Nearly a third of British shoppers aged 18-24 either follow or are considering following a vegan diet, says a new survey.
According to the poll, by research and training charity IGD, this stat reflects the growing interest in plant-based diets.
In addition, more than two-thirds (68 percent) of young people in this age group say they either follow or are following a vegan, vegetarian, or flexitarian diet. This number drops to 52 percent when taking into account responses from all age groups.
Respondents' motivation depends on their age, with shoppers overall opting to reduce their meat consumption for health reasons (45 percent), 41 percent citing ethical reasons, and 30 percent motivated by the environment.
Younger consumers aged 18-24 are more likely than the average shopper to be motivated by ethical reasons (51 percent), and environmental concerns (48 percent) and less motivated to lose weight/look good (25 percent).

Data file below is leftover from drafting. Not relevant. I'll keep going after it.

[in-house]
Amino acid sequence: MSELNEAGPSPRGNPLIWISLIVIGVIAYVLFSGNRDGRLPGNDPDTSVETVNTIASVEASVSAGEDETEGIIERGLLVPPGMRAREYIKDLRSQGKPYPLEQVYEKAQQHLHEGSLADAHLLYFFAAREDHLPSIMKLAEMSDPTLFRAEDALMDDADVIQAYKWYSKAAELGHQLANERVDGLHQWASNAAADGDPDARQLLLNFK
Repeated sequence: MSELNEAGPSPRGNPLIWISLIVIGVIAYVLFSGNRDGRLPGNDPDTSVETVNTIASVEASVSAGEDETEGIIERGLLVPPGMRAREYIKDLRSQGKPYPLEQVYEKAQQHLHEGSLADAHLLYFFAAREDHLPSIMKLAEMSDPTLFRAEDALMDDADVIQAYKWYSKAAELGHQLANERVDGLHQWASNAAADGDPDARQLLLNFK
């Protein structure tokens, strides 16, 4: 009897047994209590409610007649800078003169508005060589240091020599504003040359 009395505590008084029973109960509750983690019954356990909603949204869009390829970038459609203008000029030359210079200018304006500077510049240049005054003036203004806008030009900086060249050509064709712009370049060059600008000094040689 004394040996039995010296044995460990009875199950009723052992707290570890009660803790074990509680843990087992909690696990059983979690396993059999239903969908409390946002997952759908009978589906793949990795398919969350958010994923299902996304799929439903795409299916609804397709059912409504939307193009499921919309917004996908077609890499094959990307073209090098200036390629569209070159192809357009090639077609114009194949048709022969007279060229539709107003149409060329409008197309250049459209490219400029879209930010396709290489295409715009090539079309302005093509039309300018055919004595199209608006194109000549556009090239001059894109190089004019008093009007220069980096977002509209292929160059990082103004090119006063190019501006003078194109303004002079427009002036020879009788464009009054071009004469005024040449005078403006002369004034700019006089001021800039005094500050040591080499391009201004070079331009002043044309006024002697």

"We are seeing an increasing number of people adopting a more flexible approach to their diets, whether it's just for one meal or one day a week, shoppers are increasingly choosing a vegan, vegetarian or flexitarian diet," Vanessa Henry, Shopper Insight Manager at IGD, said in a statement sent to Plant Based News.
"This is for a variety of reasons; the aspiration to be healthier, to adopt more ethical credentials and also to limit the impact on the environment. Some shoppers also claim it helps them reduce their overall food bill.
"This suggests plant-based products being launched on the market now won’t just be confined to the two percent of shoppers who identify more regularly with veganism. They will appeal to a much broader group of shoppers."
Henry added that the data showed that younger shoppers are more likely to follow or consider a plant-based diet, which she described as 'no surprise' as they are the most socially engaged group.
"With the rise in celebrities and health influencers sharing recipes and tips online, as well as the growing popularity of movements such as Veganuary and meat-free Mondays, the interest from this group suggests the trend could continue to grow as plant-based products become more mainstream," she added.